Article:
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Questions and Answers: USCIS Issues Revised Guidance on the Applicability of the Child Status Protection Act (CSPA)
The Child Status Protection Act (CSPA) amended the Immigration Nationality Act by changing how an alien is determined to be a child for purposes of immigrant classification. The Act permits an applicant for certain benefits to retain classification as a “child,” even if he or she has reached the age of 21.
Questions & Answers
Q: What is the Child Status Protection Act (CSPA)?
Q. How does CSPA work?
Q. What are the general requirements to benefit from CSPA?
A. Several requirements must be met to be eligible for CSPA age out protection:
Q. Are people who did not file an application for permanent residence within one year of the visa becoming available still able to apply under CSPA?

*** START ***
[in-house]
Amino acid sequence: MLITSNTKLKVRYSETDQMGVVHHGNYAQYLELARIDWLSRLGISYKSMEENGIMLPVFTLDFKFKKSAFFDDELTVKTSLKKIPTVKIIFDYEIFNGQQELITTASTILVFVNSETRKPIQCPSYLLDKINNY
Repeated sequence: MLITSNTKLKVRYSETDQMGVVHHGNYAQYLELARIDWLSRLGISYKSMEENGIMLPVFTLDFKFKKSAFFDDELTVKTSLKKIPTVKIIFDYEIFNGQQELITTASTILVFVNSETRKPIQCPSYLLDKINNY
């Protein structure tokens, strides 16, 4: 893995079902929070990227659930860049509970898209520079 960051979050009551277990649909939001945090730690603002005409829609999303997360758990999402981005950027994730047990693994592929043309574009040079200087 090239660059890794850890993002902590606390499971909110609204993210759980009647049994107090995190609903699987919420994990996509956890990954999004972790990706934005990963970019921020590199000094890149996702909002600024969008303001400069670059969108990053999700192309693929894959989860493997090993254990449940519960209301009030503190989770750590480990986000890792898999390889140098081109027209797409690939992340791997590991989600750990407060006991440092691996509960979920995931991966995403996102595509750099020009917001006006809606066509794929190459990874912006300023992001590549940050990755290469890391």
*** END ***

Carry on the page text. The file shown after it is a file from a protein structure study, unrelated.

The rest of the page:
A. Generally, no. However, because of the recent change in interpretation of the CSPA, USCIS will permit certain individuals to apply outside of this one year period.
Individuals that are eligible to apply for permanent residence under CSPA after one year of a visa becoming available include:
Q. What can I do if I had an application for permanent residence that was denied because I aged out?
A. If you would have been eligible for CSPA protection under the revised guidance, you can file a Motion to Reopen/Reconsider with the office that denied the application with no fee if you meet the following requirements:
When an application is denied, the applicant receives a written decision that cites the section of law and describes why the alien is not eligible for the benefit. An application may be denied for one reason or for multiple reasons. If an application was denied for more than one reason including aging-out or for any reason other than for aging out, the alien is not eligible to file a motion to reopen under the new guidance.
Q. Is there a deadline to file under the new guidance?
Last Reviewed/Updated: 06/15/2009